On their own, these insects and diseases cant travel very far, but they can travel hundreds of miles on firewood, said Sue Tangora, Michigan Department of Natural Resources Forest Health and Cooperative Programs Section supervisor. Trees cut for firewood often died due to insects or disease. Why risk carrying oak wilt to your cabin or beech bark disease to your favorite camping spot?

Keep the fire burning

bundle of firewood with USDA certification stampYou can still have a roaring campfire, or a cozy night in front of the fireplace, if you just know how to burn safe.
Wood that looks clean and healthy can still have tiny insect eggs or microscopic fungi spores that can start a new and deadly infestation. Always leave your backyard firewood at home, even if you think it looks fine.
Buy firewood near where you will burn it a good rule of thumb is only using wood that was cut within 50 miles of where youll have your fire.
Use FirewoodScout.org to find a firewood vendor near your destination. With over 350 Michigan listings, you can comparison shop before you arrive.
Certified, heat-treated firewood is safe to move long distances. Look for a federal stamp or seal on the package, and keep the firewood in the original packaging if entering a campground that requires heat-treated wood.
Aged or seasoned wood is still not safe. Just because it is dry doesnt mean its clean. A recent study showed insects continued to emerge from firewood even three years after it had been cut.
If you buy firewood and dont burn it all, dont bring it home or to your next destination.
Tell your friends not to bring wood with them everyone needs to know they should not move firewood.

Know before you go

Buy where you burnFirewood policies vary greatly among the national parks, national forests, private campgrounds and other lands in Michigan. Call ahead or visit DontMoveFirewood.org for more information.
In state parks, the DNR requests visitors purchase certified, heat-treated firewood sold in the parks or at some local stores and roadside stands.
For cross-country travels, be mindful of state and federal quarantines that may prohibit the movement of firewood or certain wood products. The Nature Conservancy provides information on rules for U.S. states, Canadian provinces and Mexico at DontMoveFirewood.org/Map.

Find out more

Learn about the variety of tools, including explosives, used to control invasive insects and diseases to keep the forest ecosystem intact and ensure you have a great recreation experience. Register for the webinar at Michigan.gov/EGLEEvents under Featured Webinar Series.
Information on invasive tree pests and diseases of concern in Michigan can be found at Michigan.gov/Invasives.

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DNR Notes:

Aggressive animals

In those instances where there is an aggressive wild animal, particularly animals such as geese, swans, turkeys, deer and bears, landowners should get in touch with the nearest DNR Customer Service Center to let the local DNR staff know about the issue.  As each situation is unique, staff will first assess the problem and then determine the appropriate action based on the species and location.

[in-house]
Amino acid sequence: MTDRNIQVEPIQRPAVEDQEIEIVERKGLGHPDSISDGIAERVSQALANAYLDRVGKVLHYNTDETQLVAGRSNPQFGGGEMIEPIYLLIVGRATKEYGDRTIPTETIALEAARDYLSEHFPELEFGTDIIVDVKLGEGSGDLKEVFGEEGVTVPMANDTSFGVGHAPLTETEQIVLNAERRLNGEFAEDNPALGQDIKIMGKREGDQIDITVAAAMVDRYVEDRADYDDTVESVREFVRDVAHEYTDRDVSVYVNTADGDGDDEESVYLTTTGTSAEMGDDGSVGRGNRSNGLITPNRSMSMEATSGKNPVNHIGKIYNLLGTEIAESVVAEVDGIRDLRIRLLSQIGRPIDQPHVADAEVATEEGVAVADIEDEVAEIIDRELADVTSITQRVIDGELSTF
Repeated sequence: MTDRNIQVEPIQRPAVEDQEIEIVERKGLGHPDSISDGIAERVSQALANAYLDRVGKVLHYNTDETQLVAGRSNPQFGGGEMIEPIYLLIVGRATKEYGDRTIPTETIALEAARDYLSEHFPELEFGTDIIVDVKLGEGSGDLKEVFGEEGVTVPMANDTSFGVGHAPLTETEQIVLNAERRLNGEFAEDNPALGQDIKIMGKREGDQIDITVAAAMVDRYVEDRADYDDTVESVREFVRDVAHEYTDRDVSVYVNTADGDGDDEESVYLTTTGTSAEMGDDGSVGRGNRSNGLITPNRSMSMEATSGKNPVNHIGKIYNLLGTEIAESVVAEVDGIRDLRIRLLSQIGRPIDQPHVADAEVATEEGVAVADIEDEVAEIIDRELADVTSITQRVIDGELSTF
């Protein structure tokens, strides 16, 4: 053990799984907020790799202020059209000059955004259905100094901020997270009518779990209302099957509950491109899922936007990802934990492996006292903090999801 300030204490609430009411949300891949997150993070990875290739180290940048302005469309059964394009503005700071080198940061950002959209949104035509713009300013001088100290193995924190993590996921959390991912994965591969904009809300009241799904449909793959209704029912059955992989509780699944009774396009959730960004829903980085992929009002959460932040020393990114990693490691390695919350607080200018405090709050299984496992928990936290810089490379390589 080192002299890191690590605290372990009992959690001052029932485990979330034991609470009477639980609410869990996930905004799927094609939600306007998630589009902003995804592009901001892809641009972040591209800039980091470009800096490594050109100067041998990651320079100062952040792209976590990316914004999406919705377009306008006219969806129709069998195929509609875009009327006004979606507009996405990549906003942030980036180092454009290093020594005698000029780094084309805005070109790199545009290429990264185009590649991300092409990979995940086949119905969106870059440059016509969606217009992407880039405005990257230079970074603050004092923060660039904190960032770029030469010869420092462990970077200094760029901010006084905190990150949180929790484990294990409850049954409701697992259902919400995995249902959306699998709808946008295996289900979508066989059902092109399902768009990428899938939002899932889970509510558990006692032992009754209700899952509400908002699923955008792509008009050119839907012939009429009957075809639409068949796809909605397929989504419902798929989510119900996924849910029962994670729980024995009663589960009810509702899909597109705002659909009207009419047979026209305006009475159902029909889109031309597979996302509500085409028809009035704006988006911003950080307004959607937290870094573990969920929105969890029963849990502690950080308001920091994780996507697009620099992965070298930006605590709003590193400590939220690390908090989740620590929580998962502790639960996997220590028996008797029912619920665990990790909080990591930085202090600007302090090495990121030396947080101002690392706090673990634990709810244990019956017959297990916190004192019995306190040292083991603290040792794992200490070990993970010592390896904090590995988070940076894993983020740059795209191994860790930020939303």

Landowners can contact one of the nuisance wildlife control permittees for assistance with removal of species such as coyotes, fox, raccoons, opossums and skunks.

Specially permitted nuisance control companies can be hired to assist landowners with goose control programs. The U.S. Department of Agriculture’s Wildlife Services also offers removal assistance, such as nest destruction and relocation permits.

DNR Customer Service Centers

  • Baraga - 906-353-6651
  • Bay City - 989-684-9141
  • Cadillac - 231-775-9727
  • Detroit - 313-396-6890
  • Escanaba - 906-786-2351
  • Gaylord - 989-732-3541
  • Lansing - 517-284-4720
  • Marquette - 906-228-6561
  • Newberry - 906-293-5131
  • Plainwell - 269-685-6851
  • Roscommon - 989-275-5151
  • Sault Ste. Marie - 906-635-6161
  • Traverse City - 231-922-5280

DNR Field Offices

  • Crystal Falls - 906-875-6622
  • Gwinn - 906-346-9201
  • Naubinway - 906-477-6048
  • Norway - 906-563-9247

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Tired of the mad dash to get a good camping spot at Pictured Rocks National Lakeshore at Little Beaver Lake Campground, Twelve Mile Campground, or Hurricane River Campground?  These campgrounds now require reservations, after years of a "first come, first served" policy. Since visitation has nearly doubled in the last few years during the summer months reservations can now be made at recreation.gov.

 

The Michigan Department of Natural Resources is committed to the conservation, protection, management, use and enjoyment of the state’s natural and cultural resources for current and future generations. For more information, go to www.michigan.gov/dnr.

DNR Public News is published here as a courtesy and does not represent the views or intent of the ownership of Carroll Broadcasting.

Copyright © 2021-22 Carroll Broadcasting, Inc., All rights reserved.